The Public Service Commission’s resource hearings for a proposed $2.4 billion clean coal plant in Kemper County began Monday with questions to utility representatives about plant financing.
Mississippi Power Company’s President and CEO Anthony Topazi testified that the Kemper plant is the “least cost overall option for our customers.”
The plant would gasify lignite coal and produce more than 500 megawatts of new generation for nearly 190,000 customers in MPC’s service region of 32 southeastern Mississippi Counties.
Topazi said MPC’s generation mix is currently too dependent on natural gas and coal for electricity production, and power from lignite coal would offer diversity as a “third fuel.” The new plant would be the mainstay of MPC’s power production, as two of its other plants are approaching retirement age.
The Commission determined in previous hearings that were was a need for new power generation in the MPC service area. Alternatives to building a new plant in Kemper are power purchase contracts with Independent Power Producers (IPPs). IPPs that have submitted proposals and intervened in the hearings are KGen Power, Calpine Corporation and Entegra, which all have natural gas plants that are approximately 10 years old.
Other interveners in the hearings are the state Attorney General and the Sierra Club, an environmentalist group. The South Mississippi Electric Power Association (SMEPA) is also participating and have submitted a letter of intent to MPC to purchase 20 percent of Kemper.
MPC Vice President of Generation Development, Thomas Anderson, was scolded several times by Commission Chairman Brandon Presley for failing to answer direct “yes or no” questions regarding whether MPC would seek to cover certain plant costs through ratepayers.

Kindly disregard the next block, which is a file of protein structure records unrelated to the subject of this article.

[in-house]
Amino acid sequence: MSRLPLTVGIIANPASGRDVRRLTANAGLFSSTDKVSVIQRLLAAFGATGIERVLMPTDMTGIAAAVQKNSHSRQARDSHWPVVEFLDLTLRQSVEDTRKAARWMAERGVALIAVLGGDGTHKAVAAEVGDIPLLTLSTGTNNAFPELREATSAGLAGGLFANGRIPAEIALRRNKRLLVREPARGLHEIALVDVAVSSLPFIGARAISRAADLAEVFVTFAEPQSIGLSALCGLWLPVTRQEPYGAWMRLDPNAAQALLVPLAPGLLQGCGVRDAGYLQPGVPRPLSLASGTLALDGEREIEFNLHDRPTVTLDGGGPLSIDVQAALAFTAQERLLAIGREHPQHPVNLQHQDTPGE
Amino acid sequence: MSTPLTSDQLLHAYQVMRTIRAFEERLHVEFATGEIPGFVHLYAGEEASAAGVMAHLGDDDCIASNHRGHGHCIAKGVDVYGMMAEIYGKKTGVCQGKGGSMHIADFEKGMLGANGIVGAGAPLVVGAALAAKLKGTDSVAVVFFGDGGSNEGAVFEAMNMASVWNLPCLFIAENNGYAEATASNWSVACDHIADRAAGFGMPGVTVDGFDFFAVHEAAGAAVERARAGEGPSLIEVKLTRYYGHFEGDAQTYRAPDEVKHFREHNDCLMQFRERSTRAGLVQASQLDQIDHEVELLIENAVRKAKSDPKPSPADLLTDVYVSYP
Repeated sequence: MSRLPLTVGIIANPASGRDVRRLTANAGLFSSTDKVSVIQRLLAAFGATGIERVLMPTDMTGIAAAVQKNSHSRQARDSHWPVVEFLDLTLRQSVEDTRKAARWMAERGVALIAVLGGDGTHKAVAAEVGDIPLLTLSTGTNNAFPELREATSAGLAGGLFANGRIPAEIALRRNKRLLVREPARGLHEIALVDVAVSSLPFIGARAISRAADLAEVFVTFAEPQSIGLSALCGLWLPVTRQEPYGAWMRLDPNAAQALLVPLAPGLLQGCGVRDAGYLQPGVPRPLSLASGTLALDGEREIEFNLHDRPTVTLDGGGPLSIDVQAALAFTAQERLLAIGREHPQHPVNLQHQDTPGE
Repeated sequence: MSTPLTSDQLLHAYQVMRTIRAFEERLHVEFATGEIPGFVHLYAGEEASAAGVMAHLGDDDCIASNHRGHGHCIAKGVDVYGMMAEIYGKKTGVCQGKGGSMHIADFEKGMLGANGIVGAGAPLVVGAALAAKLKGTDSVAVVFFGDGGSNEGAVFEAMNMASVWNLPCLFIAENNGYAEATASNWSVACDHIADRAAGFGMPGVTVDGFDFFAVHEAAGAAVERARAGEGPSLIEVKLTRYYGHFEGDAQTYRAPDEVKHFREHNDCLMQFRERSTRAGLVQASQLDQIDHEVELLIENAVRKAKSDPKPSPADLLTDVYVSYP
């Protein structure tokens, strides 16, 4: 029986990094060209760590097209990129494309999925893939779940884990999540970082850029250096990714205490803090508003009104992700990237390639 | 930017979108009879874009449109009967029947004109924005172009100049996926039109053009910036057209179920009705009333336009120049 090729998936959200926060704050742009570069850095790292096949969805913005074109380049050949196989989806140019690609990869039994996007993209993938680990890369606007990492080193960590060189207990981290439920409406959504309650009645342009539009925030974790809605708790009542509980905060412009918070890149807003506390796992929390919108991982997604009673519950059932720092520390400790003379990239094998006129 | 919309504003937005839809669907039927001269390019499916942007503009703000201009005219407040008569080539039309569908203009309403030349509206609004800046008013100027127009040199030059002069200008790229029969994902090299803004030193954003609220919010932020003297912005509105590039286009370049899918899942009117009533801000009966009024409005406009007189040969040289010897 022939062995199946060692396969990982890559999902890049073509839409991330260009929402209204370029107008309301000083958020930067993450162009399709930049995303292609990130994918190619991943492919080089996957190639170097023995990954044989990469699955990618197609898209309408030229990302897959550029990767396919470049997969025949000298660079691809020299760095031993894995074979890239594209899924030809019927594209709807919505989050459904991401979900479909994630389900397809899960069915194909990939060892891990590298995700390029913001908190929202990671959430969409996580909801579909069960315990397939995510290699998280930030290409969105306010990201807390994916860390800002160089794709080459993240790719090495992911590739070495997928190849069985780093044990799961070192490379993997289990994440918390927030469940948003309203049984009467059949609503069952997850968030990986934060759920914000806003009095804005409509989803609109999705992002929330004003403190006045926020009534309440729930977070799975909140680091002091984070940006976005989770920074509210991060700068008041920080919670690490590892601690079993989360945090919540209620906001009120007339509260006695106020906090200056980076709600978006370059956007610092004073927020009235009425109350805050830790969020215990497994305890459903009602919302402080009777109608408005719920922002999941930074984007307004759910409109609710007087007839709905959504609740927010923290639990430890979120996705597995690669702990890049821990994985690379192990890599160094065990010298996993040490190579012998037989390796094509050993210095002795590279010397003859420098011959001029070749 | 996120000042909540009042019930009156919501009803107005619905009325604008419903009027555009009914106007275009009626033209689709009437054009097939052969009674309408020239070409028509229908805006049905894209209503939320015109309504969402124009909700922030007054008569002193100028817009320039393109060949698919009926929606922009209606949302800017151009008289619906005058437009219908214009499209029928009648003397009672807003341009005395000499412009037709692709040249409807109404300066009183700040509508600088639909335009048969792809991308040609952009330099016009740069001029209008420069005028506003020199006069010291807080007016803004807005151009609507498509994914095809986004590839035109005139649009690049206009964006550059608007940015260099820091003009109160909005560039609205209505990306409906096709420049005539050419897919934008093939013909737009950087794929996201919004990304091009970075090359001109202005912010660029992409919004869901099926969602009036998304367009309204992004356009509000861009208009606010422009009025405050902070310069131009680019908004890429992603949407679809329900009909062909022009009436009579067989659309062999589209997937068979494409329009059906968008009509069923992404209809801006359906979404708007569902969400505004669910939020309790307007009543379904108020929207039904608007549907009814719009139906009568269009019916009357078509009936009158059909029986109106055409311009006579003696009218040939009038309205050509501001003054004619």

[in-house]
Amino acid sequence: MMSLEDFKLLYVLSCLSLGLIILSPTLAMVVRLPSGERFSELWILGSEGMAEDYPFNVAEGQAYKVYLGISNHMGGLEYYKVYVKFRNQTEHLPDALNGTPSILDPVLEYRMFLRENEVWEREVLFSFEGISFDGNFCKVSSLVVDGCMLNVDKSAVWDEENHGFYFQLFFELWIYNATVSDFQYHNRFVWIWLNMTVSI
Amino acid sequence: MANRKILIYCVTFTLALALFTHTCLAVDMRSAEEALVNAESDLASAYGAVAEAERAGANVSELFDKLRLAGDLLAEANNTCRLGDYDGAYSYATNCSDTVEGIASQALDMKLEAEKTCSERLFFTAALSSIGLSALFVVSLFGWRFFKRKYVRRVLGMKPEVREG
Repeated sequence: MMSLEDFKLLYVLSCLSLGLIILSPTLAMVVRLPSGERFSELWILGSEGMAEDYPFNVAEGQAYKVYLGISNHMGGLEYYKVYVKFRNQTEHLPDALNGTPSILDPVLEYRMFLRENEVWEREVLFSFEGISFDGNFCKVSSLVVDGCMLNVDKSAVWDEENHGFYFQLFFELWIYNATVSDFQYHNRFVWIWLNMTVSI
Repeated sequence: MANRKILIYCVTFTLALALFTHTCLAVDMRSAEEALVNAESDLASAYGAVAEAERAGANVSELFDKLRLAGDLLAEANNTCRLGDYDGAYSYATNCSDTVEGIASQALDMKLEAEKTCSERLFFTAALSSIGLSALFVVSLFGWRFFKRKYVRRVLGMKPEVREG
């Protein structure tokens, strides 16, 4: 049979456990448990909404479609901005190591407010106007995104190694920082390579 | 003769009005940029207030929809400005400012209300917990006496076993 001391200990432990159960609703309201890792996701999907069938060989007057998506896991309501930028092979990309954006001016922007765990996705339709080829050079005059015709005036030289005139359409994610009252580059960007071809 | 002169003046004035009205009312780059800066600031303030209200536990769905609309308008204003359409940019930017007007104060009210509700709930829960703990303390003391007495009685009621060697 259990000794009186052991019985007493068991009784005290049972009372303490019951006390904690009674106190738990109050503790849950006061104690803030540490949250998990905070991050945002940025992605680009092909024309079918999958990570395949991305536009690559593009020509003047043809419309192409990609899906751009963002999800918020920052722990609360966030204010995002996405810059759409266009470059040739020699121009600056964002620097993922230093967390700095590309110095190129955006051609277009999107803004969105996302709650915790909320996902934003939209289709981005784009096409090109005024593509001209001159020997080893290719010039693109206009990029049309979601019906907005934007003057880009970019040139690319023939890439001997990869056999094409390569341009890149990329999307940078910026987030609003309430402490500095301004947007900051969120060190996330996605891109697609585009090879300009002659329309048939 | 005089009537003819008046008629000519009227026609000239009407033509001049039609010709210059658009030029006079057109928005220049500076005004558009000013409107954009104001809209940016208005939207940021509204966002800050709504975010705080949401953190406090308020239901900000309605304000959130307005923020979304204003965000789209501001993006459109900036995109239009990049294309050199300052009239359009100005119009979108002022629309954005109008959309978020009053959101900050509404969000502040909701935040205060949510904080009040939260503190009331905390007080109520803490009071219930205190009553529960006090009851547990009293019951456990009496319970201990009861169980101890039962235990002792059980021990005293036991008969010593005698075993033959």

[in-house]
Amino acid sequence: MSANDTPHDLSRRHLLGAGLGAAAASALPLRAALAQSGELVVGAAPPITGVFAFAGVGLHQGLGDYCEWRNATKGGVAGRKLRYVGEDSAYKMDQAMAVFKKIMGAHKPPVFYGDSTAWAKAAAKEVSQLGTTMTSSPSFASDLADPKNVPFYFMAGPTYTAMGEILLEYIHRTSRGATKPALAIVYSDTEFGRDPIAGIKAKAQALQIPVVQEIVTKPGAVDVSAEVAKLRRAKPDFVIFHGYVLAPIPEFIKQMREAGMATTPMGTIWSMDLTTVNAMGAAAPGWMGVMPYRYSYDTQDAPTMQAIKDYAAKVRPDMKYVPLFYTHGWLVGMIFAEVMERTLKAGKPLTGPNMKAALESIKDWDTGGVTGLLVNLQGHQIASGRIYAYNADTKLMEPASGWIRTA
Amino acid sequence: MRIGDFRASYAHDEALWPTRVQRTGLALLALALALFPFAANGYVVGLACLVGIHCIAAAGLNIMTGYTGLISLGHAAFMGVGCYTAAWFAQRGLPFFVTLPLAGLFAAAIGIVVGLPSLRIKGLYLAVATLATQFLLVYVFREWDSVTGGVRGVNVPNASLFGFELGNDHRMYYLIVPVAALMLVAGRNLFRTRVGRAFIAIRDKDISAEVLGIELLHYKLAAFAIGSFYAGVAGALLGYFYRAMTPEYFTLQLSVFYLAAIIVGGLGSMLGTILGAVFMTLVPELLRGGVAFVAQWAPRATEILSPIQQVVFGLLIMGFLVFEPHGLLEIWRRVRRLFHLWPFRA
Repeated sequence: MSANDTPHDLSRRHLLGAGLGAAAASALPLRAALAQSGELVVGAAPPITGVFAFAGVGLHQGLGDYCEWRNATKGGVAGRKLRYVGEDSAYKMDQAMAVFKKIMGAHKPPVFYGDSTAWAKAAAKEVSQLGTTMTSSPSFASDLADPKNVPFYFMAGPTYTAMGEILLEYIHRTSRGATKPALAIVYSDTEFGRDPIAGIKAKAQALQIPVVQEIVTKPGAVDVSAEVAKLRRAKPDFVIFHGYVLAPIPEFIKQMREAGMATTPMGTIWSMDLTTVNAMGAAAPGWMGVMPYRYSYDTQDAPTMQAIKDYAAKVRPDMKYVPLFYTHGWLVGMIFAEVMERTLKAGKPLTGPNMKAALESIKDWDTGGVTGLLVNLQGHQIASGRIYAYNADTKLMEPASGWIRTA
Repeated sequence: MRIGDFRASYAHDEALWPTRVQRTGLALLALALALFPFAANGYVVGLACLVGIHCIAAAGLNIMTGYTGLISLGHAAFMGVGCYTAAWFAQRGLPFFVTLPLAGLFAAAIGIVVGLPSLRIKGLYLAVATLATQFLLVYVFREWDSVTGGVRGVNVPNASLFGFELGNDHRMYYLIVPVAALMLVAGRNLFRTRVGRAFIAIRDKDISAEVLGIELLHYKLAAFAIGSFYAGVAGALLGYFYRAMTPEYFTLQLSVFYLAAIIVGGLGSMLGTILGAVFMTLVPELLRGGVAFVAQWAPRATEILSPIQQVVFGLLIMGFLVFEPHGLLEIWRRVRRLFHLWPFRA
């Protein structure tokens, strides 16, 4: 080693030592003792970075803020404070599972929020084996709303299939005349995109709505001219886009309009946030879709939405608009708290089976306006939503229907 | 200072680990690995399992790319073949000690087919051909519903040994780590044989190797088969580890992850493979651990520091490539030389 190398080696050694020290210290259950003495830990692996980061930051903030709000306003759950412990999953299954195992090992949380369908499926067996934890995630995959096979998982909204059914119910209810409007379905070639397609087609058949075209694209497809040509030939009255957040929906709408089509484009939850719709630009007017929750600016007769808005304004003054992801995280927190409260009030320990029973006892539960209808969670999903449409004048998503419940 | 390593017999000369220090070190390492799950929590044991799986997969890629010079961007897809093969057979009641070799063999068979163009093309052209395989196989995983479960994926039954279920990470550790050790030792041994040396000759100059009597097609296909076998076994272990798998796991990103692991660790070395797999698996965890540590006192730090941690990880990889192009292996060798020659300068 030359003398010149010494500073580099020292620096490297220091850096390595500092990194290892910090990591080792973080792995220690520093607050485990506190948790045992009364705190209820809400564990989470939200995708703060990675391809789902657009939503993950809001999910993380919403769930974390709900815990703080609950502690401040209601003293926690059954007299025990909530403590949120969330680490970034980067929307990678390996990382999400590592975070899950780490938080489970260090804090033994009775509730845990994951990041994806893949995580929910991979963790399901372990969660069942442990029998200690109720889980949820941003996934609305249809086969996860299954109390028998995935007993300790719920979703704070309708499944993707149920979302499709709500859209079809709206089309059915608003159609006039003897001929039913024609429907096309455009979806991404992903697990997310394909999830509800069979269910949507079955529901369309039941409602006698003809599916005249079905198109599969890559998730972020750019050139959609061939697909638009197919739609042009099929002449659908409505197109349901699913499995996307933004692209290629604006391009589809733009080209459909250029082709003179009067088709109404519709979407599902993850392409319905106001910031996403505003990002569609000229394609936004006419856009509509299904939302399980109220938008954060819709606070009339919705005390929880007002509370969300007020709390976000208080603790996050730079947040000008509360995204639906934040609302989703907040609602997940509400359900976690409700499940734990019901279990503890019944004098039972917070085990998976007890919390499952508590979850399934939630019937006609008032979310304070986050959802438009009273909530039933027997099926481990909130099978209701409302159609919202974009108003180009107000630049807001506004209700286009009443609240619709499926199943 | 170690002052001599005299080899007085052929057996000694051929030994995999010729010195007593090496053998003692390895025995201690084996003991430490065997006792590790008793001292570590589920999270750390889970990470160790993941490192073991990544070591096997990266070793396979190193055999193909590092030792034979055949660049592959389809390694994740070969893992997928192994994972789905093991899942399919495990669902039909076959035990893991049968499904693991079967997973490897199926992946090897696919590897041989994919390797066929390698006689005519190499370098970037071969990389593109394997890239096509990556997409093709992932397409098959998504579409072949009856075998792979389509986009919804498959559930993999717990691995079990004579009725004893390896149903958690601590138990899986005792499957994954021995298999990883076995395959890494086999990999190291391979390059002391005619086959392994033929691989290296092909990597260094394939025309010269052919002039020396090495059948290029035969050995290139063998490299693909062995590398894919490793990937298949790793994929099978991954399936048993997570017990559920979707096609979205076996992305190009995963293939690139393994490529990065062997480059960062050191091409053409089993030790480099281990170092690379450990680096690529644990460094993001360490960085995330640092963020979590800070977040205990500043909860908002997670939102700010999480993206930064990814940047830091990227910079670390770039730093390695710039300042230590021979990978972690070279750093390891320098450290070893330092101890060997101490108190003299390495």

If the plant is approved by the Commission and the Legislature’s Baseload Act is applied, MPC can recover all costs and cost overruns through its customers.
Dr. Roach, and independent consultant with Boston Pacific hired by the Commission, questioned whether the contingency of $162 million for cost overruns was sufficient. “It’s my gut feeling that we would need a much larger contingency,” he said.
Presley asked if Anderson if the utility was willing to guarantee that the plant’s new clean coal technology would work.
“No,” Anderson said.
Presley also asked a panel of MPC representatives if they could tell him whether the utility would consider sharing the revenues of the new technology with Mississippi ratepayers if it is successful and later deployed nationwide.
The panel said it could not answer the question. Presley asked for the question to be filed as a data request.
The Kemper plant would be the first plant in the nation to capture carbon dioxide for sale for Enhanced Oil Recovery.